During the past year, the US Coast Guard has faced a persistent problem in their rescue work in the Pacific Northwest. Someone keeps making fake distress calls, sending Coast Guard personnel out on expensive, illegal, wild goose chases.
ASTORIA, Ore. - The US Coast Guard is seeking the public's help to find a person who's been calling them to report emergencies that are not happening – hoax calls. Here's Petty Officer Levi Read, public affairs supervisor, based at the Coast Guard station in Warrenton, Oregon.
[Levi Read] “The Coast Guard has received 22 false mayday calls since April of 2016, which puts not only our responders in danger but the general boating public in danger.”
[audio: recording of hoax call] “Mayday, mayday, mayday.”
That's a recording of the fake distress call the Coast Guard has been receiving 22 times since April of this year. Experts say it's the same person calling each time. They also know he's calling from the local area.
[Levi Read] “Every call that we've received so far has been hit off our our [radio] tower on Megler Mountain, at a line of bearing of 183. Which runs right across the river from Washington, through Chinook, Washington, down into Warrenton, and into Seaside. So we know the call is coming from that general area. The problem we've had so far is that we haven't had a second line of bearing from another tower which would be able to give us a cross point and narrow down the area.”
What does the person say when they call?
[Levi Read] “In most of the instances, this person has said just a short burst of. 'mayday, mayday, mayday.' There've only been a couple of instances where he actually had an extended talking. He said, 'I am listing to starboard.'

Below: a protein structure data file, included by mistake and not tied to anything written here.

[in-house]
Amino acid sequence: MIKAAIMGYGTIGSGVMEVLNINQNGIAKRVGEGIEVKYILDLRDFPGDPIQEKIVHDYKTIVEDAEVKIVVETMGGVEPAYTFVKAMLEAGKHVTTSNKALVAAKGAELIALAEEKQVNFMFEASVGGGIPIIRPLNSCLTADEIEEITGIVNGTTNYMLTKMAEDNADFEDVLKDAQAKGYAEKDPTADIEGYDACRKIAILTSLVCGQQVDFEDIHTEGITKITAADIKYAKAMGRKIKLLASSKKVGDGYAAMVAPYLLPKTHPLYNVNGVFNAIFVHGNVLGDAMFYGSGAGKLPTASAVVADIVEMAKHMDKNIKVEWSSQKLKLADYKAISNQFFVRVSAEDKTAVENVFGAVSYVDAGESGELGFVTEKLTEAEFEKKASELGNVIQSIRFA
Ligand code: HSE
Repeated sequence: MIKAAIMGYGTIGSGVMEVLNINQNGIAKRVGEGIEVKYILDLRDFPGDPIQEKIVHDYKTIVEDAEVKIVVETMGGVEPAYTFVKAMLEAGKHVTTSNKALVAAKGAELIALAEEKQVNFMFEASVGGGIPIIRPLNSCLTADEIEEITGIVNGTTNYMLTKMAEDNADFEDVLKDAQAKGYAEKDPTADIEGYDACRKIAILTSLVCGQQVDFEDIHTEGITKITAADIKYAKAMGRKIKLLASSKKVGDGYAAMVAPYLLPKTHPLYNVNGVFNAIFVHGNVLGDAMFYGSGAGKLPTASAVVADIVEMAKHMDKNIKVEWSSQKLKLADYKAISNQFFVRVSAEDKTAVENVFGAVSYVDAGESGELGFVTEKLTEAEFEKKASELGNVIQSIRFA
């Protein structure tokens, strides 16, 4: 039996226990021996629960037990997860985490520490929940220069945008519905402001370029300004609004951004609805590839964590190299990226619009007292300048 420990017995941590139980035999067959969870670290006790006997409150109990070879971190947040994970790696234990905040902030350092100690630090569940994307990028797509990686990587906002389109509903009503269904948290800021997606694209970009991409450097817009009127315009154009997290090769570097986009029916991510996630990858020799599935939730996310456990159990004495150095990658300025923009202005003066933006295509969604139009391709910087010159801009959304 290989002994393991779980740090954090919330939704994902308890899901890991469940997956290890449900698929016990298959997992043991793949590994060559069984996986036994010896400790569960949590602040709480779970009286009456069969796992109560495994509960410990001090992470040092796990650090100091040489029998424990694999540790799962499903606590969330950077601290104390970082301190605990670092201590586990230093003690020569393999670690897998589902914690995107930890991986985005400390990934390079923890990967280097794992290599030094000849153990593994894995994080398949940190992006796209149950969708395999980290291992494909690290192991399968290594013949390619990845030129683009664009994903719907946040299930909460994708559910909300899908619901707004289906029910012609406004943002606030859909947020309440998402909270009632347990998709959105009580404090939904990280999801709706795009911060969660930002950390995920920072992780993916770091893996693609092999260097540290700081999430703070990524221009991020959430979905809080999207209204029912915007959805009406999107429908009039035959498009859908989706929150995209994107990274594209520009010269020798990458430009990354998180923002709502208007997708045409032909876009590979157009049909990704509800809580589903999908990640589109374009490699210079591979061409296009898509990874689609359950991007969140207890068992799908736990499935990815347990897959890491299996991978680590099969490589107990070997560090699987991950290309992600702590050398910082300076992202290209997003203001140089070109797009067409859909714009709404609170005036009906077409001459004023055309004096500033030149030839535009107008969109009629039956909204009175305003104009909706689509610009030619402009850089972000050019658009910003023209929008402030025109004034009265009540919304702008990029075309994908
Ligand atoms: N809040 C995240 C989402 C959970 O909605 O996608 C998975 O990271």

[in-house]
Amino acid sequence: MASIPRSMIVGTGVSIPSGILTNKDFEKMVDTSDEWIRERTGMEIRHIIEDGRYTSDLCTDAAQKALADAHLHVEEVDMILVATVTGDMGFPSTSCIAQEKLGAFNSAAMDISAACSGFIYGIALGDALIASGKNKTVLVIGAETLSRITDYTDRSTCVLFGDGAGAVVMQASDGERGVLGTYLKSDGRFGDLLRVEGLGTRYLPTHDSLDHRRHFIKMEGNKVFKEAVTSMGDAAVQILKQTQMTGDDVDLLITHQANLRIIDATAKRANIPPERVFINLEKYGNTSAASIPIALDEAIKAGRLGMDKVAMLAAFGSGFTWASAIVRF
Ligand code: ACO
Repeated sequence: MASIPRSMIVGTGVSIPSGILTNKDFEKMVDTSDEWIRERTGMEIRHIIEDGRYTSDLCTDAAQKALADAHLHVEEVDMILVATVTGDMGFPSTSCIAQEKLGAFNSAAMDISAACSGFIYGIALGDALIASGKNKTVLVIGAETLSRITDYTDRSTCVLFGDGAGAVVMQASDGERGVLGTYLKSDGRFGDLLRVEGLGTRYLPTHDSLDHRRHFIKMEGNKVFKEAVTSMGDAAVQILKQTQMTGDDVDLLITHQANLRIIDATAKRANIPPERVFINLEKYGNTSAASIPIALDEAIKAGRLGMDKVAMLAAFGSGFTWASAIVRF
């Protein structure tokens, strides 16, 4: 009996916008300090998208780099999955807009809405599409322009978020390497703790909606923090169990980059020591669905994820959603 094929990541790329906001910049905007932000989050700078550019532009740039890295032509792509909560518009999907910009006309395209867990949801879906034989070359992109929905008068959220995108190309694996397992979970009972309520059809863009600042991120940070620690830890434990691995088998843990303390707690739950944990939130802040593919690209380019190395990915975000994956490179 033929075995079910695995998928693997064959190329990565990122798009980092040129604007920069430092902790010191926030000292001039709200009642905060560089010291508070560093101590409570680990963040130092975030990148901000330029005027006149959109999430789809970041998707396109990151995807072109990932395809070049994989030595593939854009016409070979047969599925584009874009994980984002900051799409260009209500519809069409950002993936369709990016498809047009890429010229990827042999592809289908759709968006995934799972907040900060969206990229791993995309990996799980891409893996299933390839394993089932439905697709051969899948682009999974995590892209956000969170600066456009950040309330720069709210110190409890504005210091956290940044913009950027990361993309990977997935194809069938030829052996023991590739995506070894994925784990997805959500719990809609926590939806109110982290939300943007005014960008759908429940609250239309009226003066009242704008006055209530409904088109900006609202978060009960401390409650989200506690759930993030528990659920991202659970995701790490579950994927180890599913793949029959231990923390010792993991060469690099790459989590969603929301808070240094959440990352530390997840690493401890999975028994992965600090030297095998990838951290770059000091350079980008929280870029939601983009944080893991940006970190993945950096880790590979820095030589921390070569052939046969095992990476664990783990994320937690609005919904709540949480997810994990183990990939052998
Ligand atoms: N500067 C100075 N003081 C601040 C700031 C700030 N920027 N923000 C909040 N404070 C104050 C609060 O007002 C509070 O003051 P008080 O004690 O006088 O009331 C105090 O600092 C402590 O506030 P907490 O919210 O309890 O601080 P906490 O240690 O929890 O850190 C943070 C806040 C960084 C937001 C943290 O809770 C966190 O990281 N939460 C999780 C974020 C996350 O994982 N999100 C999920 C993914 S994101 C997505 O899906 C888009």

[audio: recording of hoax call] “Listing hard to starboard and taking on water.”
The Coast Guard is seeking the public's help in finding this hoax caller. They're hoping someone will recognize the voice or have heard something that will help identify this person.
Here's why it's a problem: We live in an area where are already many real distress calls happening, and fake calls distract from the Coast Guard's real job of rescuing people who are genuinely in trouble.
[Levi Read] “We respond upwards of 600 response calls a year. Sometimes even closer to 1,000, where sometimes 300-400 of those are actual emergency situations where we are actually going out and saving a life.”
In their efforts to find our more about the caller, the Coast Guard turned to voice analysis experts at Carnegie Mellon University. They were able to tell a great deal about the person on the radio. The suspect is believed to be a white male, 35-40 years old, with an East Coast to Southeastern Coast accent. The analysis also, amazingly, puts the person at 5 feet, 10 inches tall, and up to six feet tall and 190 pounds.
The penalties for this crime are daunting: punishable by up to six years in prison, a $250,000 fine, a $5,000 civil fine and reimbursement to the Coast Guard for operating costs incurred, looking for someone who isn't there. The Coast Guard locally has spent close to $200,000 already, responding to these fake calls.
The calls have come in on VHF radio Channel 16. This type of radio is used regularly by mariners and Channel 16 is the channel for distress calls.
While the Coast Guard is aggressively trying to find this suspect, they also want to reassure Good Samaritans out there that their agency relies on the public's help in their work. And that a call in good faith to the Coast Guard that turns out to be what's called a false report, not really an emergency after all, is not what this is about. So people should keep calling if they see someone in danger on the water.
In the meantime, if you know anything about who did these hoax calls, you can call the Coast Guard's Sector Columbia River Command Center at 503-338-9021.
Copyright 2016. Coast Community Radio.